Oregon Gunman Chris Harper-Mercer Acted Like He Was Playing A Video Game, According To Survivor Chris Mintz

In a statement on Friday, a survivor of the deadly October 1 shooting at Umpqua Community College in Roseburg, Oregon remembered the scene as chaotic, but recalled that the shooter, 26-year-old Chris Harper-Mercer, had been largely emotionless throughout the ordeal. Army veteran Chris Mintz, who was shot five times while attempting to save the lives of UCC classmates, took to his personal Facebook page this week and wrote that the lone gunman acted "like he was playing a video game." Mercer fired into several rooms throughout the incident, killing eight students and one professor before turning the gun on himself after police arrived.

"I put my back up against the door [of one of the classrooms] and was just waiting," said Mintz, whose heroic actions on the day of the shooting later prompted a wave of support on social media. "[...] All of a sudden, the shooter opened the classroom door beside the door to my left, leaned half of his torso out, and started shooting as I turned toward him ... he was so nonchalant through it all, like he was playing a video game."

Mintz recalled that he had fallen sideways after being struck, and had been shot one more time before he called out, "It's my kid's birthday, man," at which point he said Mercer stopped shooting and retreated into a classroom. "I'm still confused at why he didn’t shoot me again," wrote Mintz.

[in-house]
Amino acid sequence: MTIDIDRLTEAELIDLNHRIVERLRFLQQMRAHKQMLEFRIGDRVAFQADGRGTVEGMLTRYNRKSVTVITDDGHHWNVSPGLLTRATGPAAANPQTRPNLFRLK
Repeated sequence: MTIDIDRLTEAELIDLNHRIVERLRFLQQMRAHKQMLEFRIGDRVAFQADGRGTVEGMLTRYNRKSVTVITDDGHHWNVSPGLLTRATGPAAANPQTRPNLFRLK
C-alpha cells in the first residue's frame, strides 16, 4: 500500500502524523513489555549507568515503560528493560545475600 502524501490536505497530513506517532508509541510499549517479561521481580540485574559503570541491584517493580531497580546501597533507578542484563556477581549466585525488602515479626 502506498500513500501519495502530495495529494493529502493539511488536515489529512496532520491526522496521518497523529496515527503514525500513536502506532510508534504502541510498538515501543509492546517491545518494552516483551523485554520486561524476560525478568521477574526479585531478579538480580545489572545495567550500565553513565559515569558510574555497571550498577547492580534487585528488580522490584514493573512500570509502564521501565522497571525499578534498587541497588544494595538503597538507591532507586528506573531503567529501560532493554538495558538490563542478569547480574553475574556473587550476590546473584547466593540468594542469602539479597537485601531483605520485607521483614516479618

Investigators on the scene initially reported finding a final note from the gunman, in which he described feeling as if the world had "turned" on him and that he would be "welcomed in hell." Witnesses who knew Mercer from when he lived with his mother in California described him as quiet and "withdrawn" in media interviews, with at least one neighbor recalling to reporters that Mercer often wore the same military-style clothing each day. In a report on October 2, The New York Times confirmed that Mercer had been fascinated with firearms as well — upon investigation, authorities discovered that Mercer had been in possession of 14 legal firearms — and that his mother, nurse Laurel Harper, had encouraged his obsession.

According to an October 6 report by Oregon Live, a former neighbor recalled in an interview that Mercer had also been an avid gamer, spending the majority of his days inside, watching movies and playing a video games, although she did not specify any titles.

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Discussions over the direct correlation between gaming and real-life gun crimes have been largely dismissed in recent years, as a slew of major studies were unable to determine any real link between the two. And despite claims from legislators like Iowa Republican Sen. Chuck Grassley, who in 2013 insisted that video games, not guns, were to blame for increased mass shootings, there is still no clear evidence that this is true. For now, the link between Mercer's alleged video game-like behavior and any potential first-person shooter games he may have played is murky at best.

For his part, Mintz wrote on Friday that he was at least happy the community had come together to heal after the tragic event. "I am so happy with how the community has bonded and supported everyone during this healing," he wrote. "I am recovering well and thank everyone for their thoughts and prayers."